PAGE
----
(a) in a case falling within subsection (2)(a) or (b) above, that the disposition or other dealing would (apart from this section) have the consequence, or

(b) in a case falling within subsection (2)(c) above, that the disposition has had the consequence, of defeating the applicant’s claim for financial relief, it shall be presumed, unless the contrary is shown, that the person who disposed of or is about to dispose of or deal with the property did so or, as the case may be, is about to do so, with the intention of defeating the applicant’s claim for financial relief.”

Although the statutory presumption of s37 (5) did not apply in ND v SD, as the disposition was made more than 3 years before proceedings, the factors considered are pertinent to a determination of whether the presumption of s37(5)has been rebutted.

In ND v SD the parties had separated but “there were no extant divorce proceedings……..There is no evidence that he sought advice at that stage in relation to the wife’s likely entitlement in the event of a divorce under either English, Z country or X country law.” (para 193).

The result in M v M

The court held that W had never had beneficial ownership in respect of either property. Thus W had held the properties in trust for S.

Accordingly, there was no disposition, so section 37 did not bite.

The court further held that even if it were a disposition, it was not reviewable as the evidence was sufficient to rebut the presumption of section 37(5).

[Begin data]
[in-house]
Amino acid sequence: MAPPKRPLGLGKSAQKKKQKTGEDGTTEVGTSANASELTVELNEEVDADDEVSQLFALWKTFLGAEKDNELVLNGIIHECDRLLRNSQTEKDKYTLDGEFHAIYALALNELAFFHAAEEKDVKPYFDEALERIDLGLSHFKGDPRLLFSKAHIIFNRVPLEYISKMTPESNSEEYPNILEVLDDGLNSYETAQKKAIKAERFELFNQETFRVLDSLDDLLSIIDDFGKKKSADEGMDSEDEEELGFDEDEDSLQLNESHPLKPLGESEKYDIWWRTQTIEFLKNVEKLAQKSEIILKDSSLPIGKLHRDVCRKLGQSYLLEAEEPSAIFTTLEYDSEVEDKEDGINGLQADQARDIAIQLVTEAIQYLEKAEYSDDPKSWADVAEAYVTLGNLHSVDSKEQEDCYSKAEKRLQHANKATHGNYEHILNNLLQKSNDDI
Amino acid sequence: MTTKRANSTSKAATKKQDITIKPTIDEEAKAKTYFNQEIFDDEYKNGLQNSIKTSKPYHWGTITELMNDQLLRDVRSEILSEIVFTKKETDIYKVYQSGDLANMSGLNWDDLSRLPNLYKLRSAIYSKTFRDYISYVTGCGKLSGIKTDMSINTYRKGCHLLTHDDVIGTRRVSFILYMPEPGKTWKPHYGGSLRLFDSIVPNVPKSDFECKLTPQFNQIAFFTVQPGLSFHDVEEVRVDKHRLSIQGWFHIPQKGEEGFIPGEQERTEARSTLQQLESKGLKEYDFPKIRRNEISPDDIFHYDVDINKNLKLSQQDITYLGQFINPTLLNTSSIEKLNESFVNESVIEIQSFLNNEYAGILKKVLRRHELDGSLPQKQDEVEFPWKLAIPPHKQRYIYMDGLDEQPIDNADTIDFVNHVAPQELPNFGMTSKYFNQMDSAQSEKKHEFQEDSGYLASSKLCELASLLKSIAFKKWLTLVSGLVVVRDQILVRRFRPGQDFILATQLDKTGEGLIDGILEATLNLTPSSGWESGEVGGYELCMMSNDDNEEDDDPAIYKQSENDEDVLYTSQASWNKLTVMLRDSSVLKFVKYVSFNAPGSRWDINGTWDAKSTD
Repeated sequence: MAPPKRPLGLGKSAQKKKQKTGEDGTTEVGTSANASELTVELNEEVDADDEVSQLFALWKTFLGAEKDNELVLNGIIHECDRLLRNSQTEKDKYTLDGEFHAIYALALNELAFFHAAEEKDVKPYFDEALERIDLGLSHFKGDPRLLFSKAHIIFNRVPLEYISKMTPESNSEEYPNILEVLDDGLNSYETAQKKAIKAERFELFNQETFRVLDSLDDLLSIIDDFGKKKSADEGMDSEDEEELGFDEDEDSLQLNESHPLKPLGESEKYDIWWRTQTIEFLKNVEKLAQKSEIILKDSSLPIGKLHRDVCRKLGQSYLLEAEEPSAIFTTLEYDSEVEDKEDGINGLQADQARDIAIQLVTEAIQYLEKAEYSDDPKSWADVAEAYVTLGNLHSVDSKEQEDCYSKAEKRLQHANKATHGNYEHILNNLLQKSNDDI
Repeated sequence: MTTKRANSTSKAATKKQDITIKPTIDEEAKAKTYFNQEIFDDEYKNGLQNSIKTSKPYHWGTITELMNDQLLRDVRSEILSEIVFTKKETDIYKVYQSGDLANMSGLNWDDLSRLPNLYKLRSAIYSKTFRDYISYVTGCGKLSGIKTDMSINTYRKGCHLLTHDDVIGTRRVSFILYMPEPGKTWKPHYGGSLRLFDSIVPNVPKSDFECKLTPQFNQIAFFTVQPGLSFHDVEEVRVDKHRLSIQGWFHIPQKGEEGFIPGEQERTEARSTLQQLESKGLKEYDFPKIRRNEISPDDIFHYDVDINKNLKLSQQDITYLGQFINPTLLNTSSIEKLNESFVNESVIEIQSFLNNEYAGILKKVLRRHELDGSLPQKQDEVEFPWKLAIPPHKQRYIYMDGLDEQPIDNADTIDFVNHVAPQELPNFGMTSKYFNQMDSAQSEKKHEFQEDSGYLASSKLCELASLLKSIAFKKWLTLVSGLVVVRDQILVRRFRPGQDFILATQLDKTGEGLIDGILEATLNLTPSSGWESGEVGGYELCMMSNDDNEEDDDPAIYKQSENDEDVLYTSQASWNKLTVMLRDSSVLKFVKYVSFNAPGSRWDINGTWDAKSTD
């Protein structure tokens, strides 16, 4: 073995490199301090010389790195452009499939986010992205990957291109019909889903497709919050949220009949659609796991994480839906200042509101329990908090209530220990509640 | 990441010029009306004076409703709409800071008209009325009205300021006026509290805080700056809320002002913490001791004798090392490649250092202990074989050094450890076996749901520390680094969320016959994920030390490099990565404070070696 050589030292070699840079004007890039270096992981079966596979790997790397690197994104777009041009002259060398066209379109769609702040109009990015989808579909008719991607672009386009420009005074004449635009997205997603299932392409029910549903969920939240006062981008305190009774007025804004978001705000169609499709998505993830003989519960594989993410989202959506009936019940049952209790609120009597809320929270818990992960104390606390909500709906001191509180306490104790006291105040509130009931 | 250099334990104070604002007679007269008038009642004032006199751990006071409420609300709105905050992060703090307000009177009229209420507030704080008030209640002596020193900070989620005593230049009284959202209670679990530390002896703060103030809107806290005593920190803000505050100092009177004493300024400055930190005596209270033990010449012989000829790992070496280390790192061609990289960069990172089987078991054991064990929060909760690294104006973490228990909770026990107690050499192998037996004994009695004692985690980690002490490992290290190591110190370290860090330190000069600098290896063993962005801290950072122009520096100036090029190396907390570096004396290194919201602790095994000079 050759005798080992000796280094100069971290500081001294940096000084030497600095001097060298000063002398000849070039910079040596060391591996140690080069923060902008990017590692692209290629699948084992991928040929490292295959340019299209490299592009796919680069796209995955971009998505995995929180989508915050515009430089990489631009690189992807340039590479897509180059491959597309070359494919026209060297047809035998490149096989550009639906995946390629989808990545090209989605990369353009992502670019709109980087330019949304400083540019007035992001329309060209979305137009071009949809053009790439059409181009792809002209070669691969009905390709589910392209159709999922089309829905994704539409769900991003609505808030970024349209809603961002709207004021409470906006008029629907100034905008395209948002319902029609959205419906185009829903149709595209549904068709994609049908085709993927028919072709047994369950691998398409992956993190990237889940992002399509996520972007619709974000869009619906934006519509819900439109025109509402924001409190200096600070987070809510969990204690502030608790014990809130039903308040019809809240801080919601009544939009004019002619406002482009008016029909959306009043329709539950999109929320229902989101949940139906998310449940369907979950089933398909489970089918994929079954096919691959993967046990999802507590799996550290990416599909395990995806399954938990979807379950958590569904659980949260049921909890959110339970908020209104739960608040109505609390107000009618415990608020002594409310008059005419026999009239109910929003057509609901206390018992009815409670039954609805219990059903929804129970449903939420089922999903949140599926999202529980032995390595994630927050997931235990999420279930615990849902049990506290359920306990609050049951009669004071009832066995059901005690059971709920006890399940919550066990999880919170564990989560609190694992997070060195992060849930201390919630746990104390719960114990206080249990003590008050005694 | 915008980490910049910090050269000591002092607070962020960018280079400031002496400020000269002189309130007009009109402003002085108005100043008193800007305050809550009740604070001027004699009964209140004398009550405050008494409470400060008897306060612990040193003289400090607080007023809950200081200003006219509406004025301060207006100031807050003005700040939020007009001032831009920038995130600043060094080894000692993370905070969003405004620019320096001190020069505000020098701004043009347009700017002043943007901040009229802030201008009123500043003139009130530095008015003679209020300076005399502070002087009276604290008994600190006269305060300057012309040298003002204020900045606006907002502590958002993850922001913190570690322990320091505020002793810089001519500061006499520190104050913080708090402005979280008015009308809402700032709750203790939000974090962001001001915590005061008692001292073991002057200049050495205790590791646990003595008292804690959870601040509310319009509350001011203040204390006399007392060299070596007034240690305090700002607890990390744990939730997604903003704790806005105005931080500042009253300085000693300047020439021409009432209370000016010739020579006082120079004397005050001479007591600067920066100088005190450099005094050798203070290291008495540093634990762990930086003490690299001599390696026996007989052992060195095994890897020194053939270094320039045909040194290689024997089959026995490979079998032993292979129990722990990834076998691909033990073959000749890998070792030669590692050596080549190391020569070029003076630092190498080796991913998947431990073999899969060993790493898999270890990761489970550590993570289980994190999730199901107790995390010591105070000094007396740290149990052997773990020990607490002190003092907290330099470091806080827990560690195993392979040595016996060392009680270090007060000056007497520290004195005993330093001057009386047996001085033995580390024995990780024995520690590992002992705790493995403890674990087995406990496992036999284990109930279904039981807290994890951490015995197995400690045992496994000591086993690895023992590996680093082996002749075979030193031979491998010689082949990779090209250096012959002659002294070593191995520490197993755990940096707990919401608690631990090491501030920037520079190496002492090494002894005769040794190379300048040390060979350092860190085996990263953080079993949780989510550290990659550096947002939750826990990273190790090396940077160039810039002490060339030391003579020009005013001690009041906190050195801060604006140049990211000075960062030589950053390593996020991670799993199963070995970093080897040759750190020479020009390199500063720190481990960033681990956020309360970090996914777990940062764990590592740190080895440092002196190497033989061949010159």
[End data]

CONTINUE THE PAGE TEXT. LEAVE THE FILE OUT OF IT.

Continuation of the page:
Reverse TOLATA

Looking at it from another perspective, had W and S fallen out, and S claimed ownership of the entirety of 23 Gazelle Crescent, he would have been found to be the beneficial owner of the property.

Using this test, a reverse TOLATA, there was no disposition by W to S upon the transfer of 23 Gazelle Crescent.

Back to Basics
The case study demonstrates the need to consider and analyse family arrangements.

What seemed to be a simple case – the transfer of property by W to S in the context of a failed marriage – where the transfer would be set aside as a reviewable disposition in terms of s 37, was turned around by considering what the inter-family transactions represented. 

When looked at from the perspective of W holding the properties in trust for S, the allegation of “dodgy dealings” was proved unfounded.

Jaqueline Julyan S.C. has an international family practice and is an expert in the field. She is also a skilled practitioner in all aspect of domestic and child matters. Jaqueline is astute and has an eye for the fine detail, and is able to achieve the best possible outcomes for her clients.

Gemma Lindfield is an experienced extradition, family, criminal and public law barrister with a particular focus on human rights. Gemma has been instructed in some of the most complex and high-profile extradition cases.